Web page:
GaWC Project 68

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Global Tennis: Holding Events in Appropriate Cities

Funded by: International Tennis Federation (commissioned by Head of Event Operations) (2007)

Consultant at GaWC: Peter Taylor



Every year the International Tennis Federation has to agree with various national tennis associations on which cities will host approximately 80 Davis Cup ties and 30 Federation Cup ties. Ties are held in countries across the world and therefore criteria are needed to ensure appropriate cities are selected. At present there is a general preference for capital cities but for many countries other cities may be more appropriate (in Australia , Brazil , Canada , etc.). At present there is a “Minimum Standards” approach (stadium size, international airport, etc.) but this approach needs narrowing down: an ordering of cities in terms of suitability for holding this large number of ‘global sports events' is required.


It is quite common for host countries, even at advanced stages of the competitions, not to have any city that is usually considered as a ‘world city' suitable for staging a global sports event. Therefore it is necessary to consider a large number of cities from across the world so as to include all likely candidate cities. The GaWC World City Network projects cover 315 cities and therefore provide a suitable size roster of cities. We use the latest results from the 2004 measurement exercise.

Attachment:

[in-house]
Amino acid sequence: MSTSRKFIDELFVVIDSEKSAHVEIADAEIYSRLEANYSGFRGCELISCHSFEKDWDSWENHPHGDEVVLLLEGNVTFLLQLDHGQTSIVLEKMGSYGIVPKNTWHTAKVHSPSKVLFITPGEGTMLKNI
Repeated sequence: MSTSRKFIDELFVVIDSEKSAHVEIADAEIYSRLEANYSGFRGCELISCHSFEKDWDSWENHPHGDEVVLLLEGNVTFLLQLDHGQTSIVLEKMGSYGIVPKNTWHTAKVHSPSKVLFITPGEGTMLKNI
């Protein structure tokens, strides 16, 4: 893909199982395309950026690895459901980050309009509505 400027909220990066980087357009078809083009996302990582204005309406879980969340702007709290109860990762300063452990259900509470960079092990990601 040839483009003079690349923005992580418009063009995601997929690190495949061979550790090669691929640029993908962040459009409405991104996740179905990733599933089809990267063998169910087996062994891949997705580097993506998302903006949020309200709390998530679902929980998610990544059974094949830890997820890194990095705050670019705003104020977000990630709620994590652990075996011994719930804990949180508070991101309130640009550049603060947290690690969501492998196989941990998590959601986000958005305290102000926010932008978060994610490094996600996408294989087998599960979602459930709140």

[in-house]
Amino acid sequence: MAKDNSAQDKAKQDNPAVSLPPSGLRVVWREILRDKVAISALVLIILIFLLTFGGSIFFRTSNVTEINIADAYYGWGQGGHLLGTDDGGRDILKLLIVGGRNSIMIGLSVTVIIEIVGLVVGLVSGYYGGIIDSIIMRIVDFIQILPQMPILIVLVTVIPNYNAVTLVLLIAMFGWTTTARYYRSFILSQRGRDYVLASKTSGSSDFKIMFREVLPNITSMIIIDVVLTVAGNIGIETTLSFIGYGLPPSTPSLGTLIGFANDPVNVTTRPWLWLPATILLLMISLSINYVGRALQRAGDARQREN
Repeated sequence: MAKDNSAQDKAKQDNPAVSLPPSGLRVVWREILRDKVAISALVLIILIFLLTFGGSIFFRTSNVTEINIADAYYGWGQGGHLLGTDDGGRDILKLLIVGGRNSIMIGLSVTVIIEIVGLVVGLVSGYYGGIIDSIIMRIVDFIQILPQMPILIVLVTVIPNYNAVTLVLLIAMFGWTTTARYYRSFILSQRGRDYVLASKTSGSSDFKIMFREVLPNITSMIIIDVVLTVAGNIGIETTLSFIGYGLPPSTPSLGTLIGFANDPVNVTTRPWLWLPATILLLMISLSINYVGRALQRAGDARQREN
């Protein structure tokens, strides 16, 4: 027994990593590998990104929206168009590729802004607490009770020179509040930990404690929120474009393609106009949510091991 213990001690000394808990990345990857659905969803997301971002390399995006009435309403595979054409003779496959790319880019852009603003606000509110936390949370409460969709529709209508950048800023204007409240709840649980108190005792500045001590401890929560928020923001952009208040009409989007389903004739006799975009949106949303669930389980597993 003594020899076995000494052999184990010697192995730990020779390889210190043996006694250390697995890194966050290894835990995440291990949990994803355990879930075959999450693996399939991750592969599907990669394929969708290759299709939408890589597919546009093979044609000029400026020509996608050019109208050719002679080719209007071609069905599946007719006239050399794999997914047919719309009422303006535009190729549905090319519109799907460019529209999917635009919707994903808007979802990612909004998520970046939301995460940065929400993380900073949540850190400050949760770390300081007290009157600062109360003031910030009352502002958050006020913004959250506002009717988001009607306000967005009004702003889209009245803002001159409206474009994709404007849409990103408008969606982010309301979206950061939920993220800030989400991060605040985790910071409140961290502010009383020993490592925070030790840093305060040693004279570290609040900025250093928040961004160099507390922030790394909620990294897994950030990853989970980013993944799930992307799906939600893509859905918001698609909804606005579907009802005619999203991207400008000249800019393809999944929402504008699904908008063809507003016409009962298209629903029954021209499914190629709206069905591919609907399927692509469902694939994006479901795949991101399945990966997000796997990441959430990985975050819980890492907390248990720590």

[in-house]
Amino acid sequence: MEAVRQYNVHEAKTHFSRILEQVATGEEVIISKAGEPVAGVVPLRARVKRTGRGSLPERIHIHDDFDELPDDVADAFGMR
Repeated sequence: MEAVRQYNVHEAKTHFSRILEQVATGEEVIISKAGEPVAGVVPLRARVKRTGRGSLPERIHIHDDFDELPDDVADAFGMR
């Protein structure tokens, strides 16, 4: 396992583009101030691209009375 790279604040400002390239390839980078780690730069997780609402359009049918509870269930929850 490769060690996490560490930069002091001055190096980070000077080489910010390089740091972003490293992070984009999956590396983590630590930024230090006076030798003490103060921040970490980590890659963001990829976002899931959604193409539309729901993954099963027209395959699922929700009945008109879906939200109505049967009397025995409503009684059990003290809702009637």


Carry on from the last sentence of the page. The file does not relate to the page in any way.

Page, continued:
Global network connectivities are used as surrogate measures of ‘world-city-ness' and are deemed to be a suitable index for use by the ITF. This is justified as follows:

  1. The measures derive from the activities of cutting edge economic actors in contemporary economic globalization (advanced producer services)
  2. The measures reflect the economic vibrancy of cities – the places ‘where the action is' in globalization
  3. Global sports events are a dimension of this city ‘action'
  4. Therefore global network connectivity defines one important dimension of the suitability of a city to host a global sports event


The 315 cities of the World City Network projects are ranked in terms of their global network connectivities in 2004. From this ordering the following categories of cities are identified as input to the ITF's considerations of contestant cities.

  1. The Global Cities (number in this category: 2)
  2. Leading World Cities (5)
  3. Major World Cities (11)
  4. World Cities (87)
  5. Cities with reasonable aspirations to world-city-ness (120)
  6. Other cities (84)
  7. Definitely not suitable cities (6)

Gradations are provided in locating each city in a category.